How to Save Your Kid from Drowning

The lifeguard, moving quickly past Lindsey’s chair, seemed to come out of nowhere. Four paces later he was in the air, jumping right in the middle of where her children were playing.

Before she could get up, the teenage guard pushed her 10-year-old over the surface of the water and was backing up to the edge of the pool. Someone shouted the name of their child and the boy started crying. Her little boy had drowned right in front of her and she had no idea what was happening.

It was only when the guard let go of him and he ran soaking wet into her arms that Lindsey realized that she was the one screaming.

Drowning doesn’t look like what you’d expect

What did the guard see that this mother did not see? Drowning isn’t the violent, splashing cry for help most people expect. The lifeguard was trained by experts and experience to recognize drowning. Lindsey, on the other hand, had learned what drowning looks like while watching TV. Having your children near the water is a good idea to make sure you know what to look for, whether or not around lifeguards.

As a former Coast Guard lifeguard, I don’t get surprised by stories like Lindsey’s, and I hear them all the time. Drowning is almost always a deceptively quiet occurrence. The waving, splashing, and screaming that dramatic conditioning (television) prepares us for is seldom seen in real life.

Drowning is the second leading cause of death in accidents

The instinctive drowning response – so named by Francesco A. Pia, Ph.D., is what people do to avoid actual or perceived suffocation in water. And it doesn’t look like most people expect. There is very little splash, no waving, no yelling or cries for help of any kind.

To get an idea of ​​how quiet and undramatic surface drowning can be, consider this: It is the number two leading cause of accidental death in children under 15 (just behind car accidents) – out of the 750 or so children who do it will drown in the next year, about 375 of them will drown within 25 meters of a parent or other adult. For ten percent of these drownings, the adult will actually watch them without knowing it is happening (source: CDC).

The instinctive drowning response

Drowning doesn’t look like drowning – Dr. In an article in the Coast Guard’s On Scene Magazine, Pia described the instinctive drowning response as follows:

1. Except in rare cases, drowning people are physiologically unable to call for help. The respiratory system was designed to breathe. Language is the secondary or superimposed function. Breathing must be fulfilled before speaking occurs.

2. The mouths of drowning people alternately sink below the surface of the water and reappear above the surface of the water. Drowning people’s mouths are not above the surface of the water long enough to exhale, inhale, and call for help. When the drowning person’s mouths are above the surface of the water, they quickly exhale and inhale as their mouths begin to sink below the surface of the water.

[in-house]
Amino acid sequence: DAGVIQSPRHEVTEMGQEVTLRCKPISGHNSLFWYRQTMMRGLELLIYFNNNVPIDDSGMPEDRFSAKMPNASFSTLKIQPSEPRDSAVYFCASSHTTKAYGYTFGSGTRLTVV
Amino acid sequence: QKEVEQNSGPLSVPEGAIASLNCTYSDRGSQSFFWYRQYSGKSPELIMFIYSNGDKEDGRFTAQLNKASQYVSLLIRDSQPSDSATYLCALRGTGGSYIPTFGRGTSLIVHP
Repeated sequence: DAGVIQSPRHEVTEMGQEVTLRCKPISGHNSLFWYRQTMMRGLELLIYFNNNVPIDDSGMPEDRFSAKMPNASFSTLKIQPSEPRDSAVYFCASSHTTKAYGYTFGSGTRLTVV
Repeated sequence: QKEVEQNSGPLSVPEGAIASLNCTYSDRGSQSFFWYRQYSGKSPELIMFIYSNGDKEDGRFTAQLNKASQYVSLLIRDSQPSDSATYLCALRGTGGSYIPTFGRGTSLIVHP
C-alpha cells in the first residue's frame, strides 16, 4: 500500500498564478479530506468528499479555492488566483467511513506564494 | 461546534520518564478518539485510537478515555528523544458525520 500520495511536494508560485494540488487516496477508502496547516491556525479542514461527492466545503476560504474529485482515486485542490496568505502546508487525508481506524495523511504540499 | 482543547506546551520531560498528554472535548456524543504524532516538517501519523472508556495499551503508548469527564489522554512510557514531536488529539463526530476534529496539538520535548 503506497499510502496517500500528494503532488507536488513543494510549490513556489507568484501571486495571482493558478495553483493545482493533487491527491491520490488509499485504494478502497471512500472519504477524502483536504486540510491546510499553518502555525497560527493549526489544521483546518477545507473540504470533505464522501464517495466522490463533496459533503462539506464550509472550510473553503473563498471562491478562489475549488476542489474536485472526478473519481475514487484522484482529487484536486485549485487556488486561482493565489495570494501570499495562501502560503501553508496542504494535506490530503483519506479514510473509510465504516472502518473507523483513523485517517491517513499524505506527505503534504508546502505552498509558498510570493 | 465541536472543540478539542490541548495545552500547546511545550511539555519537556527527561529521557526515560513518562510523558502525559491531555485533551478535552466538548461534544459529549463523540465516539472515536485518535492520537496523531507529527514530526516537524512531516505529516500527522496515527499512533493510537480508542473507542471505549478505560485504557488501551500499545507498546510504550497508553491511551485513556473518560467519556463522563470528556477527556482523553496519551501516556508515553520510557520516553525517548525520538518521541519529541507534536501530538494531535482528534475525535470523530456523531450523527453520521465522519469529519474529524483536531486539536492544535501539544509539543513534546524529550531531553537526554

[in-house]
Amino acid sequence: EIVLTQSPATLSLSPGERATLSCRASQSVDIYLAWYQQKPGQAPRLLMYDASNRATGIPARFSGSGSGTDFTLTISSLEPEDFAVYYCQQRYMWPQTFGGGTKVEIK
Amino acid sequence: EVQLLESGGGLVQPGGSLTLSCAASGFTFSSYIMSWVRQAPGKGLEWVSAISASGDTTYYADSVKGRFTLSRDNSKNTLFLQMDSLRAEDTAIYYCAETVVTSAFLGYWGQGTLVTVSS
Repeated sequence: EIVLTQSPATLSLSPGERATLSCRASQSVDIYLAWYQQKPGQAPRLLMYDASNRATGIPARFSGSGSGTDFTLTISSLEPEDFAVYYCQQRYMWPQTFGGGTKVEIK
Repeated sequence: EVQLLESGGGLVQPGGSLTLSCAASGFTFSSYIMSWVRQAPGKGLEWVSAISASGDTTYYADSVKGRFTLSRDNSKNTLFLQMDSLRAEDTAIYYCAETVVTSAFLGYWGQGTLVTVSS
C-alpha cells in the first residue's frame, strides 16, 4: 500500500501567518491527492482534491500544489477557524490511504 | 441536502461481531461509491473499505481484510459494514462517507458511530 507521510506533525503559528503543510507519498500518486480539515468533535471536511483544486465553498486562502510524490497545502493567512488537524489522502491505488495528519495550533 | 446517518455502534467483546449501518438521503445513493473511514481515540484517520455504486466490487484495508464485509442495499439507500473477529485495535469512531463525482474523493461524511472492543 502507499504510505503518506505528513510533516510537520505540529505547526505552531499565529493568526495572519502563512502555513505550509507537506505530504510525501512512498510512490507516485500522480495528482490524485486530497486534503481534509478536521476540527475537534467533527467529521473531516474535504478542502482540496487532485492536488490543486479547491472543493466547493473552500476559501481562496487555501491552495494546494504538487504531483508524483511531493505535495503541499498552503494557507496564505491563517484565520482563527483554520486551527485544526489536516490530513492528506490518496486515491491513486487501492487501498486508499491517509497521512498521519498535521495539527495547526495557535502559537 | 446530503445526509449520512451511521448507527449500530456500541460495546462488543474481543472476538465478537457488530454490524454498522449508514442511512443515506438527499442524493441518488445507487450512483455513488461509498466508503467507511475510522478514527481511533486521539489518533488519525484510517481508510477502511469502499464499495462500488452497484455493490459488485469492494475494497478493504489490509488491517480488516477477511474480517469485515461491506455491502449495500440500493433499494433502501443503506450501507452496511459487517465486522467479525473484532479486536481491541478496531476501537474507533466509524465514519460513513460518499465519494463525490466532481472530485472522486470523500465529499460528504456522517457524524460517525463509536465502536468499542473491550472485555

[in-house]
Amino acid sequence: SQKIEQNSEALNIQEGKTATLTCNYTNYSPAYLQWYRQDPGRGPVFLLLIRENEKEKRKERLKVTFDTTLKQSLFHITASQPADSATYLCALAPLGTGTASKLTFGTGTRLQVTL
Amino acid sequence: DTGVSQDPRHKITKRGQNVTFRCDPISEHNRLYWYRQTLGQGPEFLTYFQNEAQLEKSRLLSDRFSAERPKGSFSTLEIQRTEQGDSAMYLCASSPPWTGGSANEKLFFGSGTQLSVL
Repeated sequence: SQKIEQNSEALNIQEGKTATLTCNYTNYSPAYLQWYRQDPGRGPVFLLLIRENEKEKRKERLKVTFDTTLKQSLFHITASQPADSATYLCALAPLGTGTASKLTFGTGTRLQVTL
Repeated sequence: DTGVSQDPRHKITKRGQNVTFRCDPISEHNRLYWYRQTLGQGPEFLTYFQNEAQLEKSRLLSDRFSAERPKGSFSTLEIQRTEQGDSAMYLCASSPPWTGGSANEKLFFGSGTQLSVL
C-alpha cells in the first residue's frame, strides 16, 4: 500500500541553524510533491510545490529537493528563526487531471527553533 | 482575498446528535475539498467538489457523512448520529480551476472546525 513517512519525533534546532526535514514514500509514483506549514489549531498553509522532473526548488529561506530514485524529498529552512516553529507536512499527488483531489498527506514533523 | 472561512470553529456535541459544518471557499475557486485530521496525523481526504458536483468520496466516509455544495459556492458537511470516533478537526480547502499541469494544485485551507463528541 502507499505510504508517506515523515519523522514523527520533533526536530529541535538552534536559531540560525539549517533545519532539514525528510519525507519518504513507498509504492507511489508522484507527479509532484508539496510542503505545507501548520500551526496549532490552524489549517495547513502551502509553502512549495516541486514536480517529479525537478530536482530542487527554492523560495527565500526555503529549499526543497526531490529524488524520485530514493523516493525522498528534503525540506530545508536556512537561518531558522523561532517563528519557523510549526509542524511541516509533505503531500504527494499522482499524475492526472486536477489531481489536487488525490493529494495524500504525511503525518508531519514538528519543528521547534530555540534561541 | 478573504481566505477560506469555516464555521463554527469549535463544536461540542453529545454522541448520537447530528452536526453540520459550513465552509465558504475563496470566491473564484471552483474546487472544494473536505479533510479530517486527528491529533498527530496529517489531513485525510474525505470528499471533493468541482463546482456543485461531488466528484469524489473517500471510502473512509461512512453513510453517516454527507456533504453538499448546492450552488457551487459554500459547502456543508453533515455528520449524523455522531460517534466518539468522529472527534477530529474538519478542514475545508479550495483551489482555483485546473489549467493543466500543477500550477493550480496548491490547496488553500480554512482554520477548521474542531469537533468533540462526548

3. Drowning people cannot wave for help. Nature instinctively forces them to stretch out their arms to the side and press them onto the surface of the water. Pressing on the surface of the water allows drowning people to use their bodies so they can raise their mouths out of the water to breathe.

4. During the instinctive drowning reaction, drowning people cannot voluntarily control their arm movements. Physiologically, drowning people struggling on the surface of the water cannot stop drowning and perform voluntary movements such as waving for help, moving towards a rescuer, or reaching for rescue equipment.

5. From the beginning to the end of the instinctive drowning response, people’s bodies remain upright in the water with no evidence of a supportive kick. If not rescued by a trained lifeguard, these drowning people can only fight on the surface of the water for 20 to 60 seconds before submerging.

Signs of drowning

This does not mean that a person who yells and hits for help is not in real trouble – they are suffering from water shortages. Not always present before the instinctive drowning reaction, water shortages don’t last long – but unlike true drowning, these victims can still help with their own rescue. You can grab lifelines, throw rings, etc. Look out for these other drowning signs when people are in the water:

• Head deep in the water, mouth at water level

• Head tilted back with mouth open

• Eyes glassy and empty, unable to focus

• eyes closed • hair over forehead or eyes

• Do not use legs – vertical

• Hyperventilating or wheezing

• Trying to swim in a certain direction but not moving forward

• Try to roll over onto your back

• Ladder ascent, rarely out of the water.

How to save your children

So if your kids are playing in the water and everything sounds good – don’t be too sure. Sometimes the most common sign that someone is drowning is that they don’t look like they’re drowning. All they can do is look like they are treading water and looking up. One way to be sure? Ask them, “Are you okay?” If they can answer at all, they probably are. If they return a blank look, you may have less than 30 seconds to reach them. Remember – children playing in water make noise. When they get quiet, you come to them and find out why.

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